With six Oscar nominations under his belt, Australian-born director Peter Weir has firmly established himself as one of our most respected filmmakers thanks to a number of visually striking, narratively ambitious movies. But how many of his titles remain classics? Let’s take a look back at all 13 of his movies, ranked worst to best.
Born in 1944, Weir helped usher in the Australian New Wave of cinema with “Picnic at Hanging Rock” (1975), “The Last Wave” (1977), “Gallipoli” (1981) and “The Year of Living Dangerously” (1983). He brought his unique brand of filmmaking to Hollywood with the romantic mystery “Witness” (1985), which brought him his first Oscar nomination for Best Director. He earned a subsequent bid in the category for the inspirational teacher drama “Dead Poets Society” (1989), competing once again for the media satire “The Truman Show” (1998) and the swashbuckling epic “Master and Commander: The Far Side of the World” (2003), for which he also contended in Best Picture. As well, he received a nomination for writing the comedic love story “Green Card” (1990).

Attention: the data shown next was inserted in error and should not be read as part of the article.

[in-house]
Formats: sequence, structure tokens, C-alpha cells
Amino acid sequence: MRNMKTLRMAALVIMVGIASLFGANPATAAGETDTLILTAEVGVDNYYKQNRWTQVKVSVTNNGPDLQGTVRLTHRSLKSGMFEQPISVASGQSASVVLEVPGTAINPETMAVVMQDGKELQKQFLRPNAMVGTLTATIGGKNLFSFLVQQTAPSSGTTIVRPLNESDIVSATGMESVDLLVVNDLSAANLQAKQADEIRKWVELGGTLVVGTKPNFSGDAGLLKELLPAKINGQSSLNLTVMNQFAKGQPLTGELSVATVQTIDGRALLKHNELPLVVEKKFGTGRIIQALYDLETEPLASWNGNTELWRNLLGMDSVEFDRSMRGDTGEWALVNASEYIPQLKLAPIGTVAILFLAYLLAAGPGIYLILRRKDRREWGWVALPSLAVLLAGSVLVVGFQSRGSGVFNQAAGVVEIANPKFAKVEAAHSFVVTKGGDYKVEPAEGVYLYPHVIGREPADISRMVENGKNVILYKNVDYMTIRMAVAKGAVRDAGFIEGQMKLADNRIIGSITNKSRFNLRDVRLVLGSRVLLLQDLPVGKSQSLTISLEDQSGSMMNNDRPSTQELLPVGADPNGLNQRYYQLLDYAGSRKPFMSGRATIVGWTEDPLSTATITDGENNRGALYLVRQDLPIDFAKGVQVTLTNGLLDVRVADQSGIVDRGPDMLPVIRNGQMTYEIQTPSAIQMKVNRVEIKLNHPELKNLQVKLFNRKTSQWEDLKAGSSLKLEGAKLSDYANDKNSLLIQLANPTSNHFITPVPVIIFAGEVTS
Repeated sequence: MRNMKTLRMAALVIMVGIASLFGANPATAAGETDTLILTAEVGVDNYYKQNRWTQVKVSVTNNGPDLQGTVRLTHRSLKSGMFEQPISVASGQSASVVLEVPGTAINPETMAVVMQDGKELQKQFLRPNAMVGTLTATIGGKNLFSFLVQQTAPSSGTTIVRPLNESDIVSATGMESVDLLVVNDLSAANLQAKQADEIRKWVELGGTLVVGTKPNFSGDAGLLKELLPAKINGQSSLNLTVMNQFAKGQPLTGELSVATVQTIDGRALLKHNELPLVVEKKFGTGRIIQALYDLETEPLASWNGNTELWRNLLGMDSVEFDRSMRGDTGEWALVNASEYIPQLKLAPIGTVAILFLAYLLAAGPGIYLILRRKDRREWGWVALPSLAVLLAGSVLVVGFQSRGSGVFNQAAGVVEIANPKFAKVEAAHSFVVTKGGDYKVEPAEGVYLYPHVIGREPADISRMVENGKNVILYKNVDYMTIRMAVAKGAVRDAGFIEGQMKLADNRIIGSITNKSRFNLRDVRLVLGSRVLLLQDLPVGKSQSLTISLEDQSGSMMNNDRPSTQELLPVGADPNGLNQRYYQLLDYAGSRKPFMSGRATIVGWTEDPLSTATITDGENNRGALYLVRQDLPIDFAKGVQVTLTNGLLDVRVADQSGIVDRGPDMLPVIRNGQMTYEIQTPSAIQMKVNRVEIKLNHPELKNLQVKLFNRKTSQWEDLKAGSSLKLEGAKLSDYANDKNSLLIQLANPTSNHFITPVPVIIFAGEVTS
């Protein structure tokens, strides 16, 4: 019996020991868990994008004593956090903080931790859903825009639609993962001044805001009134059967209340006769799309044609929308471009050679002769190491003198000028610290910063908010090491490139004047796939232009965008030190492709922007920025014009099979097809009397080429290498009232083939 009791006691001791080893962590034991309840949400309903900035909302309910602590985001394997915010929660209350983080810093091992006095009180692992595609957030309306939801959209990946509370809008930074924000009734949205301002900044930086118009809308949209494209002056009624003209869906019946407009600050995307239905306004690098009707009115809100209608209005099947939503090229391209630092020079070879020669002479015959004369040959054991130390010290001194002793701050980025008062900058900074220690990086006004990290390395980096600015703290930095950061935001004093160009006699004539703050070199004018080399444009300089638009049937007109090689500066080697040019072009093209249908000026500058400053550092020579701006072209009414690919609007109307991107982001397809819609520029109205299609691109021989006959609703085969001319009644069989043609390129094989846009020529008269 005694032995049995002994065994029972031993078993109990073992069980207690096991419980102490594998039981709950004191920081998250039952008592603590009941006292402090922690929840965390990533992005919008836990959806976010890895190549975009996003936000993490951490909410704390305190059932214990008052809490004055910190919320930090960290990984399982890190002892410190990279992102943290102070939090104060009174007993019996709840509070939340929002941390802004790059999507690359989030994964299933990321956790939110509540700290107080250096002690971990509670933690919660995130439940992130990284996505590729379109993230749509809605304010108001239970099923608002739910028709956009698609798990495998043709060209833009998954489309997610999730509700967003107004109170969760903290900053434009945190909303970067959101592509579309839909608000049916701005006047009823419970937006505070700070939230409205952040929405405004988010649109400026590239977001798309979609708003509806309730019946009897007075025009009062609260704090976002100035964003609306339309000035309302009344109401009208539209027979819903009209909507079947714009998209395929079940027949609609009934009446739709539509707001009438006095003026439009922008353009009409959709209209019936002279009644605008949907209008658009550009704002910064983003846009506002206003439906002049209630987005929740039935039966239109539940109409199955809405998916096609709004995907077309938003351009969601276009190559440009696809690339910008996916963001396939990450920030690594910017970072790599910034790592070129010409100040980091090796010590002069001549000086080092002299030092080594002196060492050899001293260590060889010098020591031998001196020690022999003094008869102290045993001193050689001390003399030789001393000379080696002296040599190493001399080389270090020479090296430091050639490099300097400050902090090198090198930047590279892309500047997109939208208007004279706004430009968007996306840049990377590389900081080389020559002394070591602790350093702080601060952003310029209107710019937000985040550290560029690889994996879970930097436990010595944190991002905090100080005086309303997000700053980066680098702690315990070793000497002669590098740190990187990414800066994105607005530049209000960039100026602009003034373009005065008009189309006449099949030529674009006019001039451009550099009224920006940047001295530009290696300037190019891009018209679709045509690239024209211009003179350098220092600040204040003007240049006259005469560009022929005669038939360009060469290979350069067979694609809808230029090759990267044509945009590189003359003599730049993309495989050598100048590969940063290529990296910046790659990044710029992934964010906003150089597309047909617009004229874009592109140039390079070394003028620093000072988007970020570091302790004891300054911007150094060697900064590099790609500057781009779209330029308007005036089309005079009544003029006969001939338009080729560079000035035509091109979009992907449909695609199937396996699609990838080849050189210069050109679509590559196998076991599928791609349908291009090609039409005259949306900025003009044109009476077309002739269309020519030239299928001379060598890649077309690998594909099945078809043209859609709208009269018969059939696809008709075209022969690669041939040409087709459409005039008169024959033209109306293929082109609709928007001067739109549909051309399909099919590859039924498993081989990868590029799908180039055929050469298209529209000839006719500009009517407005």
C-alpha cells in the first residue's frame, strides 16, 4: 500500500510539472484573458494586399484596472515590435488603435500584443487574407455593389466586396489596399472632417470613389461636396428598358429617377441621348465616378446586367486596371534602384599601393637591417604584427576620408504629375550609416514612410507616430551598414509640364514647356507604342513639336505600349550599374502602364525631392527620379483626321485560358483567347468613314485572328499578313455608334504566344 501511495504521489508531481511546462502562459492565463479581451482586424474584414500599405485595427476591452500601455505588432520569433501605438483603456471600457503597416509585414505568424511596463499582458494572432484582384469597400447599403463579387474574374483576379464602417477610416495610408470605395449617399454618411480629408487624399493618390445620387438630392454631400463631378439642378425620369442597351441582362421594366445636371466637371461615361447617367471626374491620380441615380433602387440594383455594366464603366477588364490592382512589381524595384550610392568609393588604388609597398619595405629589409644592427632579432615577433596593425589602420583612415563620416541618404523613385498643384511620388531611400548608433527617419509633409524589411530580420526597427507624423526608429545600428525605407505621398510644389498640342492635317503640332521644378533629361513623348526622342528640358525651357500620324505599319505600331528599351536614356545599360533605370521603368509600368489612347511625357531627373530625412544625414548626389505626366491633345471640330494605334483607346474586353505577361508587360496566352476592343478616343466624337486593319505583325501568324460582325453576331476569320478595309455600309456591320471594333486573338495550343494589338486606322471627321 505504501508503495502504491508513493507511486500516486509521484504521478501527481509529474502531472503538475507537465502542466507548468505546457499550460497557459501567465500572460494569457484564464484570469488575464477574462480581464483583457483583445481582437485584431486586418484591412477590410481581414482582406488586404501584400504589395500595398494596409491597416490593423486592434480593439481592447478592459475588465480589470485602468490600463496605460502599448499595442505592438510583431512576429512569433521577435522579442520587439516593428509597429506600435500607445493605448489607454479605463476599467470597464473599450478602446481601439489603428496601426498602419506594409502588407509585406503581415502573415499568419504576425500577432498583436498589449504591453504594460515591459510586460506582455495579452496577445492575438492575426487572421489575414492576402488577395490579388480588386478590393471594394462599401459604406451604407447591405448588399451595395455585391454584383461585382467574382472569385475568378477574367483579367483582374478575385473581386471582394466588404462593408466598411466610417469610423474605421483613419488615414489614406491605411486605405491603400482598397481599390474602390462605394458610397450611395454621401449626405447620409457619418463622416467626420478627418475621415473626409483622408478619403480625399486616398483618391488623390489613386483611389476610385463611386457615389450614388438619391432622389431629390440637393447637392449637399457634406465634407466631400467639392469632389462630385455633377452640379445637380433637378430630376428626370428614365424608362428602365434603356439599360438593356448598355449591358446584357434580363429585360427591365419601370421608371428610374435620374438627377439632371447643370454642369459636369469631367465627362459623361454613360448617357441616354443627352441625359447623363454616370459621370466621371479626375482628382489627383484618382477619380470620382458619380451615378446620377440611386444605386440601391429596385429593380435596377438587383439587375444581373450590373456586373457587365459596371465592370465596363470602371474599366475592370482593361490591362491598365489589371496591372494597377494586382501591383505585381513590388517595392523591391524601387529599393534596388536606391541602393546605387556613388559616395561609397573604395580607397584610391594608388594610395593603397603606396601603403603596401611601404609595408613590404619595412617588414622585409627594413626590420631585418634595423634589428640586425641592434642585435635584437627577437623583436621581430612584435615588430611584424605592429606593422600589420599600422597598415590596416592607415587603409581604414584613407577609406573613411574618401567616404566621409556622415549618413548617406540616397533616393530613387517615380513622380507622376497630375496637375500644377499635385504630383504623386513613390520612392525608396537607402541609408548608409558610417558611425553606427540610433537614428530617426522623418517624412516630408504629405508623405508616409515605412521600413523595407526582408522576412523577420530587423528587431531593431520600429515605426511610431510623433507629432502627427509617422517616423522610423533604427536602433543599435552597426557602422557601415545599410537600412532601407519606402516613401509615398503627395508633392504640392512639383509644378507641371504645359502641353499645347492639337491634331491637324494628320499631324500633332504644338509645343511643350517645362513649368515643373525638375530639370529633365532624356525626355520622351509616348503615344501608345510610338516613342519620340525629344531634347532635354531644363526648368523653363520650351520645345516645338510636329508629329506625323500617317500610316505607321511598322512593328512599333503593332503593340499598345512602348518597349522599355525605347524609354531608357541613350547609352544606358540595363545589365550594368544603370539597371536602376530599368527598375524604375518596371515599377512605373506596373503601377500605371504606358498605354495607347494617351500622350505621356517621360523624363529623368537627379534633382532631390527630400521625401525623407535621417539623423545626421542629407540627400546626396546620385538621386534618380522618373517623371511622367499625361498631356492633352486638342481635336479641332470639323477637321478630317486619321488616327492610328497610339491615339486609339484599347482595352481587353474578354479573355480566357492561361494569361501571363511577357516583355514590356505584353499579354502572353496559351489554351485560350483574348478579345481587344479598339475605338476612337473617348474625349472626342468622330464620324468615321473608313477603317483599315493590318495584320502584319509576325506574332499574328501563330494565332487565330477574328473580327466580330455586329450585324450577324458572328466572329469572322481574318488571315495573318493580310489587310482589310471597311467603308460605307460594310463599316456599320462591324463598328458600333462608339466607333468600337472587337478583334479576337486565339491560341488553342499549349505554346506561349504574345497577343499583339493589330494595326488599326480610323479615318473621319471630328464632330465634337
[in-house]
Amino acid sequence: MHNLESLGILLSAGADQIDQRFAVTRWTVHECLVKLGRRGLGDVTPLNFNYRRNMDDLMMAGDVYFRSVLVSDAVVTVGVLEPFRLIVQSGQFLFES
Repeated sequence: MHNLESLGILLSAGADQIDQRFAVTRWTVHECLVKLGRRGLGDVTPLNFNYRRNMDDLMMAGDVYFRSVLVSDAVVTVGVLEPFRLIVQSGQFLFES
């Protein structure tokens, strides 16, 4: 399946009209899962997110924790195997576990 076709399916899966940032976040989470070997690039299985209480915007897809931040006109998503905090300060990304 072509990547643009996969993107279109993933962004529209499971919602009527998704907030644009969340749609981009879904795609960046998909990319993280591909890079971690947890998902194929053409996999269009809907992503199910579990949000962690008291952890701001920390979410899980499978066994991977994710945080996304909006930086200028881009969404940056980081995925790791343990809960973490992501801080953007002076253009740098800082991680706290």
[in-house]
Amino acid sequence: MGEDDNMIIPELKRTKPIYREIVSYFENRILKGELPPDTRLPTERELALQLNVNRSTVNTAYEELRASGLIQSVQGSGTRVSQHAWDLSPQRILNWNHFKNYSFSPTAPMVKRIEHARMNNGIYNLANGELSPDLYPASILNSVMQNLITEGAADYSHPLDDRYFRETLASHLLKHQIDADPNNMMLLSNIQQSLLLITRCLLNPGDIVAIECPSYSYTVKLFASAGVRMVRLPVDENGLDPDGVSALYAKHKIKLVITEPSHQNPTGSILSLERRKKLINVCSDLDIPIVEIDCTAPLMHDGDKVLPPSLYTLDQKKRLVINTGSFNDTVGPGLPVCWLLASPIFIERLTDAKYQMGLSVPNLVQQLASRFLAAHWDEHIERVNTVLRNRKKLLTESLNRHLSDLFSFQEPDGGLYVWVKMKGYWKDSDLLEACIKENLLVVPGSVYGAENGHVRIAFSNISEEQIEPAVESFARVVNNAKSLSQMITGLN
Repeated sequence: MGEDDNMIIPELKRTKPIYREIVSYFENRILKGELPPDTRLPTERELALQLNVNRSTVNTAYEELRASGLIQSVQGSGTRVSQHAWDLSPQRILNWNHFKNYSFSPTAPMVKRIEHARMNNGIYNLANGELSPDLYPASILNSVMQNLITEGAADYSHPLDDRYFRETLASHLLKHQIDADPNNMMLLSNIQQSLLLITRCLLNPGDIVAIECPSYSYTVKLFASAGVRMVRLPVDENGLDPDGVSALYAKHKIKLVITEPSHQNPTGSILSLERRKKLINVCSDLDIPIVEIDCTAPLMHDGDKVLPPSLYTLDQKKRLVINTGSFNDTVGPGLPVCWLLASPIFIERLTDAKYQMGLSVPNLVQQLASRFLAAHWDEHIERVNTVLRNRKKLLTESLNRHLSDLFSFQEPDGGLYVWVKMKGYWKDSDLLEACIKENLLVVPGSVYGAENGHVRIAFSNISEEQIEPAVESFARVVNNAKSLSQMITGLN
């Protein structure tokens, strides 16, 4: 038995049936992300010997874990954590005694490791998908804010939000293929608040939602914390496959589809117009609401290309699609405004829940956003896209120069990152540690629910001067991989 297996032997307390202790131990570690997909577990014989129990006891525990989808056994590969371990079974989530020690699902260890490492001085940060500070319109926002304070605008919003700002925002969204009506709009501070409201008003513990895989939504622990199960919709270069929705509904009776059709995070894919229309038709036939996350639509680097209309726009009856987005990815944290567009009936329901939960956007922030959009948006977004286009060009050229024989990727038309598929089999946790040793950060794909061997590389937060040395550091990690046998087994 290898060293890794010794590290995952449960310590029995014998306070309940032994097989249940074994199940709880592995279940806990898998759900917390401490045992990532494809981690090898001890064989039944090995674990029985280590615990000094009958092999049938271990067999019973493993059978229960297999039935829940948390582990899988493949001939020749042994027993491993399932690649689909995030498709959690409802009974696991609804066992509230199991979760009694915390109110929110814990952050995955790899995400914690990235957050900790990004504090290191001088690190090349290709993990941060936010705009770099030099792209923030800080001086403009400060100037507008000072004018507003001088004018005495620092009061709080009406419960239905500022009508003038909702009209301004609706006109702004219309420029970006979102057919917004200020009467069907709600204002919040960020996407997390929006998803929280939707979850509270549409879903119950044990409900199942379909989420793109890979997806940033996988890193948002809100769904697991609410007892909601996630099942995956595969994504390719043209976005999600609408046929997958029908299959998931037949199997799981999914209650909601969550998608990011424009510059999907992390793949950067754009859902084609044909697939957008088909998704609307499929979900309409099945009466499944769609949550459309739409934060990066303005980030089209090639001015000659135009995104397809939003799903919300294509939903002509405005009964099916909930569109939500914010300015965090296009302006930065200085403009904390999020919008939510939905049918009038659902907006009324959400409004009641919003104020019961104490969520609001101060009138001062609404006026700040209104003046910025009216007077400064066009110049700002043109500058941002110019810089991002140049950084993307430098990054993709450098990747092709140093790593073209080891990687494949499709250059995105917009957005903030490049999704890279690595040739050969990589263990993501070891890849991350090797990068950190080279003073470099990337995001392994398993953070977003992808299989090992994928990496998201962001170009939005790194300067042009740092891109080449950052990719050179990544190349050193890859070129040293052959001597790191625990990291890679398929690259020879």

In addition to his own Oscar success, he directed Linda Hunt (“The Year of Living Dangerously”), Harrison Ford (“Witness”), Robin Williams (“Dead Poets Society”), Rosie Perez (“Fearless” in 1993) and Ed Harris (“The Truman Show”) to acting nominations of their own, with Hunt winning her bid as Best Supporting Actress.
Weir won BAFTAs for directing “The Truman Show” and “Master and Commander,” earning an additional award in Best Film for “Dead Poets Society.” He competed there again in Best Film for “Witness” and “Master and Commander,” in Best Director for “Dead Poets Society” and in Best Original Screenplay for “Green Card.” All four of his Oscar bids for directing brought him bids at the Golden Globes and the DGA.
Tour our photo gallery of Weir’s 13 films, and see if your favorite topped the list.
– Original text and gallery published in August 2019.